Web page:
Konrad Malik is not your typical CEO. He’s not a button-down suit and tie kind of guy. He wears crazy colored sneakers and designer duds. But, underneath that exterior, he’s serious about his business.
That business is RapidMake 3D Printing, a Toronto-based company that makes smaller 3D printers that have helped push the technology into the consumer market. Entering the 3D manufacturing revolution almost on the ground floor, RapidMake provides 3D printing services to large-scale manufacturers, drafting designs for smaller companies and collaborative engineering contracts.
Konrad Malik is a relatively young player in the Toronto tech field, going into tech out of high school and never looking back. Fascinated by the potential of 3D printing, he began working on his own innovations in the field. With his natural aptitude for engineering design, he was able to draft several new concepts and launch his own company.
1. You didn’t take the traditional career path to get to where you are today, did you?
Konrad Malik: Definitely not. I decided to bypass college because I pretty much knew where I wanted to go.
I went to a high school that was focused on science, technology, engineering and math, so I had a pretty solid background in all of those.
Plus, I’m really into inventing things. That’s one of the things that drives me.
3D printing was becoming a big thing, and I knew that was what I had to be doing. I started to play around with some ideas. I was lucky enough to meet some industry people who believed in what I was doing. And the rest, as they say, is history.
2. How has 3D printing evolved since you first started in the business?
Konrad Malik: When I first got into 3D printing, it seemed the technology was strictly for large manufacturing. Companies were quick to jump on the technology because it cut production costs.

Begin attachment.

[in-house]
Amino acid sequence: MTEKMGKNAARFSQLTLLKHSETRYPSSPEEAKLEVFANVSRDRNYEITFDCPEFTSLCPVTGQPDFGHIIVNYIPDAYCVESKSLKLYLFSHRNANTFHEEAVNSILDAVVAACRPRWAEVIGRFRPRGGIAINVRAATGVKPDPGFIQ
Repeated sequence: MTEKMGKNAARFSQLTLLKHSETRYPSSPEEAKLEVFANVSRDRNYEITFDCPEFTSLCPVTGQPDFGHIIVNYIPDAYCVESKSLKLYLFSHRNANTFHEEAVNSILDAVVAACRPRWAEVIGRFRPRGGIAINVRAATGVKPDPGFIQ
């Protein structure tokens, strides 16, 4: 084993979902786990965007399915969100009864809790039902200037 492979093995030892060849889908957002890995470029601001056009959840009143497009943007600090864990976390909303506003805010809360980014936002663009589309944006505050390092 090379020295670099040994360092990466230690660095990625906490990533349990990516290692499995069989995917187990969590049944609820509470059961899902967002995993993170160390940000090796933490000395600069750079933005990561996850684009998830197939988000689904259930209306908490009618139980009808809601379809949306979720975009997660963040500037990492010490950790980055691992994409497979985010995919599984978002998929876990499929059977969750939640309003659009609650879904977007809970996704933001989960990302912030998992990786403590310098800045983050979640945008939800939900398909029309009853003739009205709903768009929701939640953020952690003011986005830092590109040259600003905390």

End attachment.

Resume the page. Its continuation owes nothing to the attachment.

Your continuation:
Over the past couple years, 3D printing has exploded into all kinds of applications — medical devices, machine parts, you name it.
The technology’s become accessible to individuals, as opposed to large businesses, and that’s really exciting.
3. What about 3D printing for the consumer market? What do you think are the big things happening there and where do you see it going?
Konrad Malik: It’s exciting to see what people are doing with this stuff. Being able to put smaller printers into the hands of ordinary people, artists and creative types is just so cool. I’ve gone to art festivals and maker fairs and it’s mind-blowing to see the kinds of things people are doing with 3D.
Prices for printers for the consumer market will continue to come down, so we’re going to see more and more great creative stuff happening with the technology down the road. I’m confident about that.
4. What advice do you have for young entrepreneurs?
Konrad Malik: Get out there and go to as many meetups as you can. You never know when you’re going to find the person who wants to hire you or support your work and ideas.
If you really have an innovative concept, don’t just take a job with a company. Make your own job — either working for yourself or for a company that sees the value in your vision.
5. What’s the climate like for venture capital support today in Canada?
Konrad Malik: Depends on who you talk to. It’s been tough going for the last few years. It’s crucial to revitalize the VC sector so that new generations of startups can keep happening here. The government is making a good effort to spur things on.
Startups are looking to locate in places like Vancouver and Toronto. If they can continue to get support, it will be good for everyone.
The U.S. venture capital market is also very interested in what’s happening on the tech front in Canada, so some companies are getting support from there.
6. So what’s up with the sneakers?
Konrad Malik: Ha! That’s sort of become my trademark and nickname. Apple’s Steve Jobs, who was my idol, always wore black turtlenecks. I happen to like bright colors and designer sneakers. They’re just comfortable and they look great.